Dave Maynard once said that “when you do morning radio, you believe that everyone is listening to you,’’ and for years, it seemed that nearly everyone did tune in to his morning show on WBZ-AM.
In the 1980s, he was the region’s top-rated morning personality, drawing more listeners than his rival Jess Cain on WHDH-AM during what many considered a Golden Age of radio in Boston.
With chatty familiarity, Mr. Maynard spoke to listeners in their cars and their kitchens and their offices, and added to his fame with a series of promotional TV ads that comically placed him in peril.
“He was just a genuine, honest person on the radio,’’ said Peter Casey, director of news and programming for WBZ news radio. “There wasn’t a Dave Maynard on the air and a Dave Maynard off the air. He made a career being Dave Maynard on the air, and that was the Dave Maynard who lived next door to you.’’
Mr. Maynard, who also hosted a TV talent show each Sunday morning for more than two decades, died yesterday in Citrus Hills, Fla., where he lived in retirement. He was 82 and had been diagnosed with Parkinson’s disease about 10 years ago.
“I think people who listened to him just loved him because he was down to earth,’’ said Don Batting, who reported the news on “Maynard in the Morning’’ for many years.
The audience also “liked the music he played,’’ Batting said. “At that time, the disc jockey picked his own music. It was very personal for him, and people loved what he was playing.’’
Mr. Maynard was adept at raising hundreds of thousands of dollars for charities such as Easter Seals and with his annual Farmstand for Children’s Hospital Boston, a multi-hour farmers market hosted live at WBZ.
In 1999, the Massachusetts Broadcasters Association named Mr. Maynard Broadcaster of the Year. Ten years later, he was inducted into the Massachusetts Broadcasters Hall of Fame.
One of his most powerful moments in the WBZ studio, however, was not when he was playing songs or bantering.
In June 1979, before Mr. Maynard moved to mornings, his show ran from midnight to 5:30 a.m.
Shortly after 1 a.m. during one show a caller announced that he had just swallowed 50 pills of the anti-coagulant medication Coumadin and downed a bottle of 100-proof vodka. The man, later identified as a retired police officer, wanted to speak with Mr. Maynard’s guest, Dr. Ari Kiev, who had written a book for those considering suicide.
Listeners from across the country and into Canada tuned in as Kiev and Mr. Maynard kept the caller talking for about 50 minutes, while police figured out where the man lived, and went to his home.
“It was like a movie script,’’ Mr. Maynard told the Globe afterward. “My heart was in my mouth most of the time.’’
Mr. Maynard began his career as a rock ’n’ roll disc jockey on the former WHIL-AM radio station in 1952, and moved to WORL-AM radio.
He began hosting “Community Auditions,’’ a talent show, on WBZ-TV in the mid-1960s, and started the midnight-to-5:30 a.m. shift on WBZ radio in 1979. The following year, he moved to the morning show.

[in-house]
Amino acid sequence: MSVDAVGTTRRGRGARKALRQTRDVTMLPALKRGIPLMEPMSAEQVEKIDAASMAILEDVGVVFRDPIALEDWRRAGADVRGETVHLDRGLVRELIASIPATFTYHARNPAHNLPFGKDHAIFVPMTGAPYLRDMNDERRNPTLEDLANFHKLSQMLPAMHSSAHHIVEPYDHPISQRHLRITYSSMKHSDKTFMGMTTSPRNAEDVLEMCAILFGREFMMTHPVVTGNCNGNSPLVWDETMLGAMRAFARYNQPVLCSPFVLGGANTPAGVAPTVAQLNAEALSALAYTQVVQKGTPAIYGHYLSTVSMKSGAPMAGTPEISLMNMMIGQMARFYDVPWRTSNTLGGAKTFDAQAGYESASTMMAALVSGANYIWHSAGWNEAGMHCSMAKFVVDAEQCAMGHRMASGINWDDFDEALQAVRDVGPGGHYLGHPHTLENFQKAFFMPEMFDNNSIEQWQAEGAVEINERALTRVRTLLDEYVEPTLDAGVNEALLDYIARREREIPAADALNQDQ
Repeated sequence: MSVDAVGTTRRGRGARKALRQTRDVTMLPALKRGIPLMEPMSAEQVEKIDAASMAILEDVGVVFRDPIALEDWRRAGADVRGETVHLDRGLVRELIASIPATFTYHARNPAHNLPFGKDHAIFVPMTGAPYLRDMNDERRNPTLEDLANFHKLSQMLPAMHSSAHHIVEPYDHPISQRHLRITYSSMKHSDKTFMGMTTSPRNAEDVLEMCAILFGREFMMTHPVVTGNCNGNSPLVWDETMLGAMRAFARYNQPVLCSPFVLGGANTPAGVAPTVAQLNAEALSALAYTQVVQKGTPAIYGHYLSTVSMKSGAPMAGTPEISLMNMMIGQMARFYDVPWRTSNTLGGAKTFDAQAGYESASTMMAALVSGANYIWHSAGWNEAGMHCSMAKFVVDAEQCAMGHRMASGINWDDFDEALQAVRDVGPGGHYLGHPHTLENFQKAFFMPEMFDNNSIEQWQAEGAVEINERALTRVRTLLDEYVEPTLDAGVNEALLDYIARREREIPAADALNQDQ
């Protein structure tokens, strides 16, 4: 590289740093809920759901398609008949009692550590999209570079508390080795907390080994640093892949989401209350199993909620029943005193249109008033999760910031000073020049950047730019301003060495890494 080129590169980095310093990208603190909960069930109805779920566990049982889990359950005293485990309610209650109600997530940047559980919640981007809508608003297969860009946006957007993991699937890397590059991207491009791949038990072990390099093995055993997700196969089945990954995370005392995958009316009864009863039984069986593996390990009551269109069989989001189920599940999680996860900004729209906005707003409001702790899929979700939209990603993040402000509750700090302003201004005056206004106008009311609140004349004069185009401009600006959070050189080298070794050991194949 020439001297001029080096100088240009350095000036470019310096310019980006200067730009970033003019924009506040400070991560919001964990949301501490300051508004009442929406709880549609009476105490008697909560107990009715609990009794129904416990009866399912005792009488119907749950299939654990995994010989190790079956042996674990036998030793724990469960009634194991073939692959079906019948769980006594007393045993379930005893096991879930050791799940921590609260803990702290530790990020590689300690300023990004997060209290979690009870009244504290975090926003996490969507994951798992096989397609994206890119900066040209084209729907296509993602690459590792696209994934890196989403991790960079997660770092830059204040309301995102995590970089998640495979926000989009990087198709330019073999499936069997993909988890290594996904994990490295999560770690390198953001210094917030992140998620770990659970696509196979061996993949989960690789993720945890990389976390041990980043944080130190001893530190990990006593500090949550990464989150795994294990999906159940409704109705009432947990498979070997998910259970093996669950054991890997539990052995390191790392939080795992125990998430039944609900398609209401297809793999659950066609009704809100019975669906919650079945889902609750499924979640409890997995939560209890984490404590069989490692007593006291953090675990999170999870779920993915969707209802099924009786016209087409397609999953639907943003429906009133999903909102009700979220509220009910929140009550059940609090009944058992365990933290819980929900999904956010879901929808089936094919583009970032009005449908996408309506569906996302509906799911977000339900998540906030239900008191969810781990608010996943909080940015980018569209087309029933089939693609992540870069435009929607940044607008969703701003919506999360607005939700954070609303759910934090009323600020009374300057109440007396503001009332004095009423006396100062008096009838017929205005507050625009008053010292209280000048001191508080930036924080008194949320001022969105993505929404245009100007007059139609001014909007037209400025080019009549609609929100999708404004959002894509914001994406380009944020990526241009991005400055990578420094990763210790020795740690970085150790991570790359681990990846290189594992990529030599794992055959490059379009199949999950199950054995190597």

The show was top-rated for its run of more than a decade. Mr. Maynard gathered recipes from listeners, which he collected in cookbooks, and his “Piece of Cake’’ promotional TV commercials won awards.
His tenure at WBZ on radio and TV stretched for more than 40 years, though like many broadcasters, he filled in so often after officially retiring in 1991 that his presence faded, rather than ending abruptly.
“I believe you send someone in silently, you take them out silently,’’ he told the Globe in 1991.
Yesterday, Casey issued a statement on behalf of WBZ that said “all of New England and the WBZ family has lost a radio icon and a treasured friend today. Dave Maynard ruled the airwaves and owned a special place in our hearts for many years. He was a hall of fame-caliber broadcaster from the very first day here at WBZ. Generations of broadcasters learned to be a communicator, an entertainer, and a friend from Dave Maynard.’’
Mr. Maynard was born in Larchmont, N.Y. He graduated from Emerson College with a bachelor’s degree, and from Boston University with a master’s of communications.
For many years, he taught at BU.
Mr. Maynard’s first marriage ended in divorce.
In 1988, he married the former Patricia Early, a second marriage for both.
She had been a fan of Mr. Maynard before they met, gathering with relatives every Sunday to watch “Community Auditions,’’ the talent show he hosted for more than 20 years on WBZ-TV, before it moved to WCVB-TV (Channel 5) as “Dave Maynard’s Talent Showcase.’’
“We thought Dave Maynard was the be-all, end-all,’’ his wife said.
So popular was he among her relatives that they greeted her romance with disbelief.
“When I finally told them I was dating Dave Maynard, one of my aunts said, ‘Oh, aren’t you funny,’ ’’ she said.
“When I met him, because I had listened to him and watched him on TV for a lot of years, I perceived him to be a very nice, wonderful person,’’ she said. “Sometimes when you’re off the air, it’s different. But David was the same person off the air that he was on the air: very kind, very compassionate, very funny, and very loving.’’
In addition to his wife, Mr. Maynard leaves three sons, Michael of Winthrop, Mark of Boston, and Matthew of Kennebunk, Maine; three daughters, Meredith Rogers of Kennebunk, Marney Whittaker of Bradford, and Megan Kirby of Ocala, Fla.; a stepdaughter, Debra Crosby of Salem; a stepson, John Crosby of Tampa; nine grandchildren; a step-grandchild; and two great-grandchildren.
The family will announce a gathering to celebrate his life and career.
Mr. Maynard and his wife would have celebrated their 24th anniversary Sunday.
“I always used to call him my big and strong and handsome Romeo,’’ she said. “He was my sweetheart.’’Bryan Marquard can be reached at firstname.lastname@example.org.